(One of the joys of reading for others: finding more and more worlds of experience I know nothing about. After listening to a querent and helping them find their question, before they cast their reading and email me the results, there is a beautiful long moment for sinking into not knowing, wondering what Yi will say, looking forward to seeing the picture unveiled.)

Then you give the reading – and what you’re giving is the power to break out of problem-wrangling altogether. A reading can carry someone out of the traps in their thinking, away from the places where they’re stuck, into a bigger and more real world. (I think that’s just as true when the reading says, ‘This is falling apart; there is nothing you can do.’)

Connection

How does it do this? (What is the experience of a reading that we want to share?) I’ve heard so many descriptions, but I think the core of it is reconnection. Reconnecting with a wider reality, when your field of vision’s narrowing and your world’s shrinking; reconnecting with your own strength and confidence; restoring your awareness of connection with a cosmos that speaks with you. Which is probably, in the end, all the same reconnection.

And what makes this possible? What gets someone to ‘escape velocity’ from the gravity of their problems?

Trust in the oracle, of course – there’s no reading without the willingness to listen that first opens a channel of communication. But really, that’s something the querent already has; that’s how they could ask the question.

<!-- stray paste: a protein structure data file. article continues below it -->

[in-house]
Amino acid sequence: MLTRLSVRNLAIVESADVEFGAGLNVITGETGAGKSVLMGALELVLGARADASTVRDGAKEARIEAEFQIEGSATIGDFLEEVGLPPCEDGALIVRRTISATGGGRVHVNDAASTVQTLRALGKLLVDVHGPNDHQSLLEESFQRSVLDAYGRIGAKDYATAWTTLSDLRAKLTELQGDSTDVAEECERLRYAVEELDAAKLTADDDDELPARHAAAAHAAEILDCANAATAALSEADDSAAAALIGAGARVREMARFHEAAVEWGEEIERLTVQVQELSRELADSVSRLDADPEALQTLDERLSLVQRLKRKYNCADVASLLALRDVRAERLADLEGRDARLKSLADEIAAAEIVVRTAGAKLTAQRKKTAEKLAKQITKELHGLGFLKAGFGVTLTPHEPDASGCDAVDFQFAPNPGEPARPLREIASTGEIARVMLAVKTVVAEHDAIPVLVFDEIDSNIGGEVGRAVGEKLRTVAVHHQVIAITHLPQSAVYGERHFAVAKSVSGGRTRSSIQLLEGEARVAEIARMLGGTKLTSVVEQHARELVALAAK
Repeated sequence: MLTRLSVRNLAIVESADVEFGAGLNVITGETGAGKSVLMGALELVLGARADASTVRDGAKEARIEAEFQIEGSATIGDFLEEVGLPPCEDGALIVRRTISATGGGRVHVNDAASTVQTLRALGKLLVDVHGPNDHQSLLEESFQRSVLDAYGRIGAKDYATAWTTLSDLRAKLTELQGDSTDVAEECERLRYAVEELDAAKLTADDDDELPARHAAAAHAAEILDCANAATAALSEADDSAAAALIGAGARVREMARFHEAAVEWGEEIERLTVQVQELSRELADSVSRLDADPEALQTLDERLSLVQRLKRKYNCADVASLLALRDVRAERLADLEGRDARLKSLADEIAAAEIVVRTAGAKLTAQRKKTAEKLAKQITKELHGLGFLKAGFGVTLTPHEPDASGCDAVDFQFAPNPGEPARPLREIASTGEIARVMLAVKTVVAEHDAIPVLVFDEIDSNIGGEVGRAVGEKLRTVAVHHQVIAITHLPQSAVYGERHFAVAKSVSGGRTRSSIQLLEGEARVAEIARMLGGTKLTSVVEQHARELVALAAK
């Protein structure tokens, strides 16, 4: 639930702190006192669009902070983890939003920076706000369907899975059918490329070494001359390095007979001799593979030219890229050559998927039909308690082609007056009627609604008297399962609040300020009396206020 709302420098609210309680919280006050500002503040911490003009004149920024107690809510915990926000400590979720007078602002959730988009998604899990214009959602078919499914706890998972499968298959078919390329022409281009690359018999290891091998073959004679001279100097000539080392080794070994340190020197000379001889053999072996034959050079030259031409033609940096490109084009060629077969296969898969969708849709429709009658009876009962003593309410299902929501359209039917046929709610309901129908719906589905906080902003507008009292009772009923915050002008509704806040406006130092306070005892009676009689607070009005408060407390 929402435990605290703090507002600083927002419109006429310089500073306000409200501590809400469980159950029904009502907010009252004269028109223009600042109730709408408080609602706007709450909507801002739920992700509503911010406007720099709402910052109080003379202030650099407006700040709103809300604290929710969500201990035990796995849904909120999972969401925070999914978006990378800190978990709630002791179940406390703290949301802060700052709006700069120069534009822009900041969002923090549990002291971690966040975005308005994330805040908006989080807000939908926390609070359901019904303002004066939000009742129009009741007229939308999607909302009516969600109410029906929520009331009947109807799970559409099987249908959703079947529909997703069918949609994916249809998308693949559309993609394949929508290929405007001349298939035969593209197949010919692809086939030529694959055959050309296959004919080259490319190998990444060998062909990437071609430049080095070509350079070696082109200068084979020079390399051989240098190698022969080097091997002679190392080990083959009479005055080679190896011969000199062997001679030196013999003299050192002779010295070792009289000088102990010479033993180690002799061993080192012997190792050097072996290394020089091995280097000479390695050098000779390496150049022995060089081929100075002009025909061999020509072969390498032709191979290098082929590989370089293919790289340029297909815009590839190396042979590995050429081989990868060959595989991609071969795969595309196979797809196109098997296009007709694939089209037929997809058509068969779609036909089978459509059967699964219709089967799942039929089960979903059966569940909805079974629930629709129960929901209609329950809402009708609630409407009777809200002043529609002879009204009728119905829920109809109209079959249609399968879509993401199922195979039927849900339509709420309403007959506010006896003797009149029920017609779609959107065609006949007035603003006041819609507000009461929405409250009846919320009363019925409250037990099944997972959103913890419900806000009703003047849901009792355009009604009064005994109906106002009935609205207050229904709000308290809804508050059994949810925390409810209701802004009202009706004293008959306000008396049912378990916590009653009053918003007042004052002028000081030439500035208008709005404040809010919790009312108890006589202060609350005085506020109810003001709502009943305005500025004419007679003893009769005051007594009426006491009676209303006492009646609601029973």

No… I think what the reader brings is smaller and subtler: the sure knowledge that this works. In interpreting someone else’s reading, you lend them your relationship with Yi – a relationship that’s made of practice and hindsight, of ways of engaging with and understanding a reading, of individual experiences with hexagrams and lines. This will hold the reading together, so it can carry the querent through.

Behind the scenes…

…there are a couple of reasons why I’m sharing this now.

First because I’ve been doing readings, and reflecting on what I’m doing. Then because I asked Yi the question, ‘When someone gives someone a reading, what are they giving?’ and received 34.1.2.3.4 to 2 – an answer you’ll probably recognise in the post above…

And also because all this is part of preparing for the Reading for Others class next month.

It’s going to be especially important for this class to get together a group of people for whom it’s a good fit – people for whom my approach to the Yi resonates, and who can happily work together and bounce ideas off one another as we share readings and feedback. So another reason for sharing this post is as another step towards finding that ‘good fit’ group – to see whether it makes sense to you and whether it describes something you want to do.

If this resonates, and if you’re interested in next month’s class, then do make sure you’re signed up for notifications. (The next steps will probably be an ‘Is this for you?’ questionnaire followed by a conversation.)

Water bottles offered to runners